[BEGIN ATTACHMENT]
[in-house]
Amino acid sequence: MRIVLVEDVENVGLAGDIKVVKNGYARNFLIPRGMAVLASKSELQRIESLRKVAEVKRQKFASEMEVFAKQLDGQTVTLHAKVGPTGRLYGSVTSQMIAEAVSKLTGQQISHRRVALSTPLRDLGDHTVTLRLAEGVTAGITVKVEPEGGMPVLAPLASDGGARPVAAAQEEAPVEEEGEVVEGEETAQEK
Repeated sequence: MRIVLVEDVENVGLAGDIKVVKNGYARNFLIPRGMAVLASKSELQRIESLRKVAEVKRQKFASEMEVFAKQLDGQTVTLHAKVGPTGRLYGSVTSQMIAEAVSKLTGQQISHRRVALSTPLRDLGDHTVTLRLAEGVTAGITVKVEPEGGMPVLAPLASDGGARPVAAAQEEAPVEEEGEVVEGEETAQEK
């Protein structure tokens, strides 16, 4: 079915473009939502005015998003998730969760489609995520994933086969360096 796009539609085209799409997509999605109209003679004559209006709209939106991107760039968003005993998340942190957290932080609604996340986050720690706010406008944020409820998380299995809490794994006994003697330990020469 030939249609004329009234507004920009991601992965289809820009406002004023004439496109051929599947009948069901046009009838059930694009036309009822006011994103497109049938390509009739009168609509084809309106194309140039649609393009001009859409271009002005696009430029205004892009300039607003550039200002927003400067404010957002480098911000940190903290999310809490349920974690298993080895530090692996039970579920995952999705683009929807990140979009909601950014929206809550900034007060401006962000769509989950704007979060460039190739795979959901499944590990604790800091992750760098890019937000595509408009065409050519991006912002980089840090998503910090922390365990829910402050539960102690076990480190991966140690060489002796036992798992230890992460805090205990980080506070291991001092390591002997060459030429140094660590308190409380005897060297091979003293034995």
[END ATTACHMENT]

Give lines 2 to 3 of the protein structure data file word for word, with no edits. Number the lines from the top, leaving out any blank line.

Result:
Amino acid sequence: MRIVLVEDVENVGLAGDIKVVKNGYARNFLIPRGMAVLASKSELQRIESLRKVAEVKRQKFASEMEVFAKQLDGQTVTLHAKVGPTGRLYGSVTSQMIAEAVSKLTGQQISHRRVALSTPLRDLGDHTVTLRLAEGVTAGITVKVEPEGGMPVLAPLASDGGARPVAAAQEEAPVEEEGEVVEGEETAQEK
Repeated sequence: MRIVLVEDVENVGLAGDIKVVKNGYARNFLIPRGMAVLASKSELQRIESLRKVAEVKRQKFASEMEVFAKQLDGQTVTLHAKVGPTGRLYGSVTSQMIAEAVSKLTGQQISHRRVALSTPLRDLGDHTVTLRLAEGVTAGITVKVEPEGGMPVLAPLASDGGARPVAAAQEEAPVEEEGEVVEGEETAQEK